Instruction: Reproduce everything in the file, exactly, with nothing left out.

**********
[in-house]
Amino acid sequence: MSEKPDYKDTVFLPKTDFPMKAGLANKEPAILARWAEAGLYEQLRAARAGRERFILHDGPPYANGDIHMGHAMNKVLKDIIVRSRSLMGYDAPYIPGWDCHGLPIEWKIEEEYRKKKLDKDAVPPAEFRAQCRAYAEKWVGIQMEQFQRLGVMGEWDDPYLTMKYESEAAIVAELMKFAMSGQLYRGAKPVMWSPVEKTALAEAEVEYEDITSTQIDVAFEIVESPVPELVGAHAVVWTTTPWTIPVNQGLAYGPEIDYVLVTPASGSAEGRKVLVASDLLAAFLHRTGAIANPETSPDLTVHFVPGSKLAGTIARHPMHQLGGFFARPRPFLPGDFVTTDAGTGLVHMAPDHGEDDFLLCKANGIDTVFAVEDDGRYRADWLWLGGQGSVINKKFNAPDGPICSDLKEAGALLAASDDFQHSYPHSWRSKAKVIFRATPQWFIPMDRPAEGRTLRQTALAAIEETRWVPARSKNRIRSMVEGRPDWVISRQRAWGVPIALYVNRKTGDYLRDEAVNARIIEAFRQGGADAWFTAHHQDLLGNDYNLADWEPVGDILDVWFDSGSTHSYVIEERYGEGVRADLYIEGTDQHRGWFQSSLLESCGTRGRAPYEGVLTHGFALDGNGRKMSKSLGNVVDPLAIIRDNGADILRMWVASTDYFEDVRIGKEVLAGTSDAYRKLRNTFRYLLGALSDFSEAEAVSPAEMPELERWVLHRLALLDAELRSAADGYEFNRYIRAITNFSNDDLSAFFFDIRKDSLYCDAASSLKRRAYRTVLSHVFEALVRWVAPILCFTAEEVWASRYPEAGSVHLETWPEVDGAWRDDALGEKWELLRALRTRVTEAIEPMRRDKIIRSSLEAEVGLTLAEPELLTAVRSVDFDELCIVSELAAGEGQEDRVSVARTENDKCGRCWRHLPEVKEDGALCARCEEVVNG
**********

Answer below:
[in-house]
Amino acid sequence: MSEKPDYKDTVFLPKTDFPMKAGLANKEPAILARWAEAGLYEQLRAARAGRERFILHDGPPYANGDIHMGHAMNKVLKDIIVRSRSLMGYDAPYIPGWDCHGLPIEWKIEEEYRKKKLDKDAVPPAEFRAQCRAYAEKWVGIQMEQFQRLGVMGEWDDPYLTMKYESEAAIVAELMKFAMSGQLYRGAKPVMWSPVEKTALAEAEVEYEDITSTQIDVAFEIVESPVPELVGAHAVVWTTTPWTIPVNQGLAYGPEIDYVLVTPASGSAEGRKVLVASDLLAAFLHRTGAIANPETSPDLTVHFVPGSKLAGTIARHPMHQLGGFFARPRPFLPGDFVTTDAGTGLVHMAPDHGEDDFLLCKANGIDTVFAVEDDGRYRADWLWLGGQGSVINKKFNAPDGPICSDLKEAGALLAASDDFQHSYPHSWRSKAKVIFRATPQWFIPMDRPAEGRTLRQTALAAIEETRWVPARSKNRIRSMVEGRPDWVISRQRAWGVPIALYVNRKTGDYLRDEAVNARIIEAFRQGGADAWFTAHHQDLLGNDYNLADWEPVGDILDVWFDSGSTHSYVIEERYGEGVRADLYIEGTDQHRGWFQSSLLESCGTRGRAPYEGVLTHGFALDGNGRKMSKSLGNVVDPLAIIRDNGADILRMWVASTDYFEDVRIGKEVLAGTSDAYRKLRNTFRYLLGALSDFSEAEAVSPAEMPELERWVLHRLALLDAELRSAADGYEFNRYIRAITNFSNDDLSAFFFDIRKDSLYCDAASSLKRRAYRTVLSHVFEALVRWVAPILCFTAEEVWASRYPEAGSVHLETWPEVDGAWRDDALGEKWELLRALRTRVTEAIEPMRRDKIIRSSLEAEVGLTLAEPELLTAVRSVDFDELCIVSELAAGEGQEDRVSVARTENDKCGRCWRHLPEVKEDGALCARCEEVVNG